How to Forgive Yourself for Past Mistakes

7  Suggestions on how to Overcome Feelings of Regret and Guilt and to Forgive Yourself for Past Mistakes

Forgiving yourself can be much harder than forgiving someone else. After all, they don’t live in your head, reading you the same old riot act. When you’re carrying around a sense of blame for something that has happened in the past, the feelings of anger and resentment can cause a pervasive sense of unhappiness. But forgiveness is such an elusive act, quickly changing in its ability to be strongly felt one moment and then disappearing beyond reach the next.

Forgiving yourself is an important act of moving forward and releasing yourself from the past. It’s also a way of protecting your health and general well-being. All the world’s major religions preach the power of forgiveness.

However, if you are feeling this way you are not alone.  Most people find the feelings of regret and guilt to be overwhelming and difficult to overcome.  Holding on to past mistakes negatively affects our self-esteem and can even feel paralyzing for a person. Feeling stuck and unable to engage in productive actions is not helpful and does not serve anyone.

 Here are some suggestions on how to overcome feelings of regret and guilt and to forgive yourself for past mistakes:  

  1. Accept your emotions.

Part of the struggle is often being unable to accept that you are experiencing such emotions as anger, fear, resentment, and vulnerability. Instead of trying to avoid facing these negative emotions, accept them as part of what is fueling your lack of self-forgiveness. A problem named is a problem ready to be tackled.

2. Reflect on why you’re trying to hold yourself to a higher standard than anyone else around you.

Perfectionism can cause you to hold too high a standard for your own behavior, a standard that you wouldn’t hold anyone else to; it causes you to be too hard on yourself. Try welcoming imperfection: allow yourself to accept that all human beings are imperfect, and you are human and imperfect too. Humility may be the first step to self-forgiveness.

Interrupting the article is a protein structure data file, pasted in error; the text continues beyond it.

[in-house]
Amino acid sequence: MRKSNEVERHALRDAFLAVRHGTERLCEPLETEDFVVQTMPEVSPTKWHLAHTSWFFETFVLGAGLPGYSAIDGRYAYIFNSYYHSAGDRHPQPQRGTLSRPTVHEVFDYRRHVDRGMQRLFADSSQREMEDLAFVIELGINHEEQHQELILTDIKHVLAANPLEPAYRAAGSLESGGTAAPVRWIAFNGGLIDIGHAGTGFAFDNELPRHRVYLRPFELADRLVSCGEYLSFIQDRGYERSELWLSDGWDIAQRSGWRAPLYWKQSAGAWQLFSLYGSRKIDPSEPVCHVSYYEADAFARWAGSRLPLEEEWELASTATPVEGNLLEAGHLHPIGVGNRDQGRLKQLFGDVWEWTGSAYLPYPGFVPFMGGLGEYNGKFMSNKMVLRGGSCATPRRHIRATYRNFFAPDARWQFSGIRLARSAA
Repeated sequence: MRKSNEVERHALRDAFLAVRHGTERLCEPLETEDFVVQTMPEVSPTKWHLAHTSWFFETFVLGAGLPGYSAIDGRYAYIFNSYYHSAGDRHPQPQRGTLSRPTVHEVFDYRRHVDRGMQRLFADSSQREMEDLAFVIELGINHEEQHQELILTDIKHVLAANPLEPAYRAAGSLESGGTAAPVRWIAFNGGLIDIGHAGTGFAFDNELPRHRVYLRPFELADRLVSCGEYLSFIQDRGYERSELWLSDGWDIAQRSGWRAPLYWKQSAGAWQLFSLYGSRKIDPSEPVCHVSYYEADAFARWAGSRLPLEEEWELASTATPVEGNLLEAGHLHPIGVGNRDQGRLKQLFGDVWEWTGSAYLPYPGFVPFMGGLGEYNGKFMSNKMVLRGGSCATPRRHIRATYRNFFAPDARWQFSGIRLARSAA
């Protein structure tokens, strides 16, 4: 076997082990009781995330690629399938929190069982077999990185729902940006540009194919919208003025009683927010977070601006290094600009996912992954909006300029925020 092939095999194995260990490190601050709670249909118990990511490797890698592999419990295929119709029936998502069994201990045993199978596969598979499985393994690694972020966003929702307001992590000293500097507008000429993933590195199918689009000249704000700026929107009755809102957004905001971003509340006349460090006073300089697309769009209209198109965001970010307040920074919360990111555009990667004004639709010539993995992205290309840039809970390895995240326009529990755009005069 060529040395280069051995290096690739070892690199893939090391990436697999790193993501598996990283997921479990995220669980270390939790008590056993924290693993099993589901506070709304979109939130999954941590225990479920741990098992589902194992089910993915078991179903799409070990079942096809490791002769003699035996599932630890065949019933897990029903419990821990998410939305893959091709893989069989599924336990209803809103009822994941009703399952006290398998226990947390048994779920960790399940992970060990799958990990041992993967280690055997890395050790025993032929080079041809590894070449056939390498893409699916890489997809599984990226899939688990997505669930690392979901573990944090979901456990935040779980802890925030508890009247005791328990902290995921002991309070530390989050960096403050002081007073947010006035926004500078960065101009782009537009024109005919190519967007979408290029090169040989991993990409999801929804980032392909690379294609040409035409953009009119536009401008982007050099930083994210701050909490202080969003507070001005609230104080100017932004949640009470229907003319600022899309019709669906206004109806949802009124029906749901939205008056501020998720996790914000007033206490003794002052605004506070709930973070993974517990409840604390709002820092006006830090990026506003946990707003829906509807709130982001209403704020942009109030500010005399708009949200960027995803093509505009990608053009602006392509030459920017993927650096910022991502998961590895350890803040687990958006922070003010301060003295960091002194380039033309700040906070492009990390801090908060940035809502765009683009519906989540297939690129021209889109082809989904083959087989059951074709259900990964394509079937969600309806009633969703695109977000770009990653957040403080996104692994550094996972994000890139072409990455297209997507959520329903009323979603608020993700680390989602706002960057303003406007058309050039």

3. Understand the importance of forgiveness.

Living in a state of being unable to forgive requires a lot of energy. You may be  preoccupied by the feelings of fear, resentment and anger, living with the constancy of sadness, hurt, and blame. This energy deserves to be put to better use, so that your creativity and abilities are fed, not your negativity. Forgiveness also allows you to live in the present instead of the past, which means that you can move into the future with a renewed sense of purpose focused on change, improvement, and building of a new productive life.

4. Stop punishing yourself.

There is a frequent misunderstanding that forgiveness equates to forgetting or condoning. This misunderstanding can lead a person to feel that they need to continuously punish themselves because in the process of doing so they are not forgetting or condoning the past wrong. However, punishing yourself with self-hate does not accomplish positive results.  It’s perfectly fine to say: “I am not proud of what I’ve done (or how I’ve devalued myself) but I’m moving on for the sake of my health, my well-being, and those around me.”  Disproving of your past mistakes is different than feeling that you are a bad person. Disown your mistakes, not yourself.

5.    Make Amends

If you need to apologize to someone or you have not done so genuinely, go ahead and do it.  Apologizing to someone may involve more than just saying “Sorry.” You may have to hear them out and let them tell you how what you’ve done hurt them.  Once you’ve restored that connection, the next step is to take action that would make the situation better, e.g., if you stole something, maybe you would pay that person/ organization back, etc. 

6. Practice Self-Acceptance